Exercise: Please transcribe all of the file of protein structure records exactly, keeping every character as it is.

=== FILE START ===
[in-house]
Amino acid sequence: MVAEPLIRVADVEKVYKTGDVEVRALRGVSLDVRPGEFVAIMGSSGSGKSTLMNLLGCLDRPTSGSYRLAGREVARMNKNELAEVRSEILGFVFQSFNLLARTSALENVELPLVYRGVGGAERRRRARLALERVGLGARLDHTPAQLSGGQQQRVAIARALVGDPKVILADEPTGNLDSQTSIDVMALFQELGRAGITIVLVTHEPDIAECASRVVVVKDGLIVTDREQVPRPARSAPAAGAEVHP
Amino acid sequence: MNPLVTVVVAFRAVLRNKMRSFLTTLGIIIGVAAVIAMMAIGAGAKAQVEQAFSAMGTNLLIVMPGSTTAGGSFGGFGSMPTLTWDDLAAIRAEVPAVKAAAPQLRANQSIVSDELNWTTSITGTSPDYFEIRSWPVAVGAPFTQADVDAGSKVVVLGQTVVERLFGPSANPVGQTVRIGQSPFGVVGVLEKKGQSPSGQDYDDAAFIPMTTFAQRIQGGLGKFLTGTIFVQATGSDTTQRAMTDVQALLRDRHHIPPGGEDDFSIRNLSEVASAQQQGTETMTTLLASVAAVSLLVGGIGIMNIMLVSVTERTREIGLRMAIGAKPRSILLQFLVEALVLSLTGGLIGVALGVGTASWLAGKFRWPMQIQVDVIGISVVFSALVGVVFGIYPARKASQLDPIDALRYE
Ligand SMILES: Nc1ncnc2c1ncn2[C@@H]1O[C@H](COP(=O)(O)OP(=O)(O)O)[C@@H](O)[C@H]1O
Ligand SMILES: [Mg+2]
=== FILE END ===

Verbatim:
[in-house]
Amino acid sequence: MVAEPLIRVADVEKVYKTGDVEVRALRGVSLDVRPGEFVAIMGSSGSGKSTLMNLLGCLDRPTSGSYRLAGREVARMNKNELAEVRSEILGFVFQSFNLLARTSALENVELPLVYRGVGGAERRRRARLALERVGLGARLDHTPAQLSGGQQQRVAIARALVGDPKVILADEPTGNLDSQTSIDVMALFQELGRAGITIVLVTHEPDIAECASRVVVVKDGLIVTDREQVPRPARSAPAAGAEVHP
Amino acid sequence: MNPLVTVVVAFRAVLRNKMRSFLTTLGIIIGVAAVIAMMAIGAGAKAQVEQAFSAMGTNLLIVMPGSTTAGGSFGGFGSMPTLTWDDLAAIRAEVPAVKAAAPQLRANQSIVSDELNWTTSITGTSPDYFEIRSWPVAVGAPFTQADVDAGSKVVVLGQTVVERLFGPSANPVGQTVRIGQSPFGVVGVLEKKGQSPSGQDYDDAAFIPMTTFAQRIQGGLGKFLTGTIFVQATGSDTTQRAMTDVQALLRDRHHIPPGGEDDFSIRNLSEVASAQQQGTETMTTLLASVAAVSLLVGGIGIMNIMLVSVTERTREIGLRMAIGAKPRSILLQFLVEALVLSLTGGLIGVALGVGTASWLAGKFRWPMQIQVDVIGISVVFSALVGVVFGIYPARKASQLDPIDALRYE
Ligand SMILES: Nc1ncnc2c1ncn2[C@@H]1O[C@H](COP(=O)(O)OP(=O)(O)O)[C@@H](O)[C@H]1O
Ligand SMILES: [Mg+2]